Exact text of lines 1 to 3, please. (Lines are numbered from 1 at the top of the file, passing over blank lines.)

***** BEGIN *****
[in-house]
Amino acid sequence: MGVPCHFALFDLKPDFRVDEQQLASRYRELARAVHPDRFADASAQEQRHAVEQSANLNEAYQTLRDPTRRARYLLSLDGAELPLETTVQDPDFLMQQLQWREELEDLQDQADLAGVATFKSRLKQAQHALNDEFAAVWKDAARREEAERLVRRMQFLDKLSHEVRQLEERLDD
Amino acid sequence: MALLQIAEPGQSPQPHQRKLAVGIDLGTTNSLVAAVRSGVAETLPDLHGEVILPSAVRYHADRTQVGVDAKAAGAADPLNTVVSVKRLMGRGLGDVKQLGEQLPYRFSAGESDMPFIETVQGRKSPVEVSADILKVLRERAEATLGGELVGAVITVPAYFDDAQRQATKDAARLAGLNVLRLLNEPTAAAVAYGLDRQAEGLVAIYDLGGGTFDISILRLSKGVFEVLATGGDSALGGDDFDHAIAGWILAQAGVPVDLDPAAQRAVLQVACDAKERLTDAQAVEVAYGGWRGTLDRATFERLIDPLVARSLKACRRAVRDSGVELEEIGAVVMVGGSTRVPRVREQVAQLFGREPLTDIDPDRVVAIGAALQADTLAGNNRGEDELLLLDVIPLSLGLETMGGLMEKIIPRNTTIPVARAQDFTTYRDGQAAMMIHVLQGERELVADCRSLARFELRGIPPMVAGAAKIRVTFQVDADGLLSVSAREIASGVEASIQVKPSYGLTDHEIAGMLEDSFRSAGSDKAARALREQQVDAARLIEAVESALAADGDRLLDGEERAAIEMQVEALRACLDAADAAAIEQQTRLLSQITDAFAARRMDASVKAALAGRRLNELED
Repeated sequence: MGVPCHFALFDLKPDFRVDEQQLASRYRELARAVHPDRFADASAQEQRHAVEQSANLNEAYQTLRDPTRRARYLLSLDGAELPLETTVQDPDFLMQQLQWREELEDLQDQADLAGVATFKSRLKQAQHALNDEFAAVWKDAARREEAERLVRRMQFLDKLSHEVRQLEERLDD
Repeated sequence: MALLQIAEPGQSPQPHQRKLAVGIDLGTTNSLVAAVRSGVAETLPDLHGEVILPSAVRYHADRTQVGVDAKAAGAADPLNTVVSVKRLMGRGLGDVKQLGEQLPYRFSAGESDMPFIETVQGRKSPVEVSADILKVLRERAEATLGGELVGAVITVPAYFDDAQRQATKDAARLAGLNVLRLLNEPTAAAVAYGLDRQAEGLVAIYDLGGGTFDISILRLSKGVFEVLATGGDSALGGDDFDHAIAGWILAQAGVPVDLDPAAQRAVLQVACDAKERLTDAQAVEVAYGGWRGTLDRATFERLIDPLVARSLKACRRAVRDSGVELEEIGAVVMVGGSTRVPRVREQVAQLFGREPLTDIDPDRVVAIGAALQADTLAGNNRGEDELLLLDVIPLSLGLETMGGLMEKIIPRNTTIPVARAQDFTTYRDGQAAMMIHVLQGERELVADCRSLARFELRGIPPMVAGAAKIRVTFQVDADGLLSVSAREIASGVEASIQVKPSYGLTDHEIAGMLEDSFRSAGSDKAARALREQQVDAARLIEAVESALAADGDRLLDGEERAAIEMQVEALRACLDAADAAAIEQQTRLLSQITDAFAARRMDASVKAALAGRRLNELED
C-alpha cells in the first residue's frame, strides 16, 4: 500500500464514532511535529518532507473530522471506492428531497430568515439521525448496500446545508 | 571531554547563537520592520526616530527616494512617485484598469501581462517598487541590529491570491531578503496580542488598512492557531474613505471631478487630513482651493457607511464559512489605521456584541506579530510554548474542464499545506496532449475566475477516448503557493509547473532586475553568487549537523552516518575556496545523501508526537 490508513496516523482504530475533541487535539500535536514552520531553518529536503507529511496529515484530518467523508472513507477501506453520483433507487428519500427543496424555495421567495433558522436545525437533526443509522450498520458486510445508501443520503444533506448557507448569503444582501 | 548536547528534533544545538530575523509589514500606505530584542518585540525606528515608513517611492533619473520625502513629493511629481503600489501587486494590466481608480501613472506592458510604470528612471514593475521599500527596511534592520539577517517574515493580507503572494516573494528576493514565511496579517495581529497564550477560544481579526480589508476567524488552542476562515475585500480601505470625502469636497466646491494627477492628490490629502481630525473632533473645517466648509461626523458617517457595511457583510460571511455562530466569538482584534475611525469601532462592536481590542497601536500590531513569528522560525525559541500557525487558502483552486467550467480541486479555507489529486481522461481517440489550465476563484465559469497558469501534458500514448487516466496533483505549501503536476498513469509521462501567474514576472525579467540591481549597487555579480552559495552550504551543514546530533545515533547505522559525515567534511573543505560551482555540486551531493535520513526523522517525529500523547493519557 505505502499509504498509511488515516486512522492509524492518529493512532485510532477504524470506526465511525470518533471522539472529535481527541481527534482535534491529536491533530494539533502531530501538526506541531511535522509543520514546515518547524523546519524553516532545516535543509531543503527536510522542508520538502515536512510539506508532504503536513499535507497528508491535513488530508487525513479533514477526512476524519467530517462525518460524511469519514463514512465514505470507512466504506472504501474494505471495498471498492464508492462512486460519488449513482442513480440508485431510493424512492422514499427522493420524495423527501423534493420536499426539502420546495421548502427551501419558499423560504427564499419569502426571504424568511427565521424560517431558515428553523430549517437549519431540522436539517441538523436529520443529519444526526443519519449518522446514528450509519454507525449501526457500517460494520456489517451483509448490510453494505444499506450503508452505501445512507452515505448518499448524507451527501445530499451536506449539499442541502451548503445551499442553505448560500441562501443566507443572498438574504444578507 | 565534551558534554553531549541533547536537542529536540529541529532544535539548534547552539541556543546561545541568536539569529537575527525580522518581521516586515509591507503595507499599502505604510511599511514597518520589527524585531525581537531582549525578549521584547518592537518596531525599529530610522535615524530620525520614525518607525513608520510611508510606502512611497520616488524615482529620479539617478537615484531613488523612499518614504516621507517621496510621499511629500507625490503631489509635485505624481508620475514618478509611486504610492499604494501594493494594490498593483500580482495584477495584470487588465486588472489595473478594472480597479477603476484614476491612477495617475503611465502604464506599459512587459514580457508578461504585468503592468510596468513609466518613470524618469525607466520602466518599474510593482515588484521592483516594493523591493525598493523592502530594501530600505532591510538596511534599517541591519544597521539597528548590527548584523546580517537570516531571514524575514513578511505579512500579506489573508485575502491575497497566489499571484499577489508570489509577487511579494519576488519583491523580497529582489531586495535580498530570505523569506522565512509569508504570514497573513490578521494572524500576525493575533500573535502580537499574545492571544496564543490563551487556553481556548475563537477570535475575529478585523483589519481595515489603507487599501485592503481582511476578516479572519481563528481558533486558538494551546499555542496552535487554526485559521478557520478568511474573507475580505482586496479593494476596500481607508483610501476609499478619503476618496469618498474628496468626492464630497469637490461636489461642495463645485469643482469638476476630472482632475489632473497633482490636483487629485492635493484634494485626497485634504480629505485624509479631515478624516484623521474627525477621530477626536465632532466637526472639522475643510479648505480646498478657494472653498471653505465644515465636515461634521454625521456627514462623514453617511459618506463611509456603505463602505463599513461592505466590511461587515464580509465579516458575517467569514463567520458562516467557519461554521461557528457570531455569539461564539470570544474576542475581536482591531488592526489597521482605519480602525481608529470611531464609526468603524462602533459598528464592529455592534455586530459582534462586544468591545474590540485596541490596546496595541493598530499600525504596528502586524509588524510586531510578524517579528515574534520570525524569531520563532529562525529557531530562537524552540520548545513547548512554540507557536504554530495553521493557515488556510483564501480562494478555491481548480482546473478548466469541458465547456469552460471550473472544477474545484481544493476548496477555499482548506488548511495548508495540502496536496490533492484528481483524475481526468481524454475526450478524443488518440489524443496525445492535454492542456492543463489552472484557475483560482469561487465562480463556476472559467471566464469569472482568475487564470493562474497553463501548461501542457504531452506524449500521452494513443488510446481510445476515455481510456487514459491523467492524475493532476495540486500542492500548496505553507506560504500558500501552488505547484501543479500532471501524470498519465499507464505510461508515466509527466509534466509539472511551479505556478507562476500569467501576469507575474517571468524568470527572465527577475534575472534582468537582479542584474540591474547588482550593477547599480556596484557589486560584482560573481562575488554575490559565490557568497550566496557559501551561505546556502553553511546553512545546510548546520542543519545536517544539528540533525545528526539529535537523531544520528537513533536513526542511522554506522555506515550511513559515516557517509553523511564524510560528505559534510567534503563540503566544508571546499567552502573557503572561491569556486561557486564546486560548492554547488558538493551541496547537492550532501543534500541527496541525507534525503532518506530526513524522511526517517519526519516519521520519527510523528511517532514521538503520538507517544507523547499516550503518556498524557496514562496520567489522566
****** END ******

[in-house]
Amino acid sequence: MGVPCHFALFDLKPDFRVDEQQLASRYRELARAVHPDRFADASAQEQRHAVEQSANLNEAYQTLRDPTRRARYLLSLDGAELPLETTVQDPDFLMQQLQWREELEDLQDQADLAGVATFKSRLKQAQHALNDEFAAVWKDAARREEAERLVRRMQFLDKLSHEVRQLEERLDD
Amino acid sequence: MALLQIAEPGQSPQPHQRKLAVGIDLGTTNSLVAAVRSGVAETLPDLHGEVILPSAVRYHADRTQVGVDAKAAGAADPLNTVVSVKRLMGRGLGDVKQLGEQLPYRFSAGESDMPFIETVQGRKSPVEVSADILKVLRERAEATLGGELVGAVITVPAYFDDAQRQATKDAARLAGLNVLRLLNEPTAAAVAYGLDRQAEGLVAIYDLGGGTFDISILRLSKGVFEVLATGGDSALGGDDFDHAIAGWILAQAGVPVDLDPAAQRAVLQVACDAKERLTDAQAVEVAYGGWRGTLDRATFERLIDPLVARSLKACRRAVRDSGVELEEIGAVVMVGGSTRVPRVREQVAQLFGREPLTDIDPDRVVAIGAALQADTLAGNNRGEDELLLLDVIPLSLGLETMGGLMEKIIPRNTTIPVARAQDFTTYRDGQAAMMIHVLQGERELVADCRSLARFELRGIPPMVAGAAKIRVTFQVDADGLLSVSAREIASGVEASIQVKPSYGLTDHEIAGMLEDSFRSAGSDKAARALREQQVDAARLIEAVESALAADGDRLLDGEERAAIEMQVEALRACLDAADAAAIEQQTRLLSQITDAFAARRMDASVKAALAGRRLNELED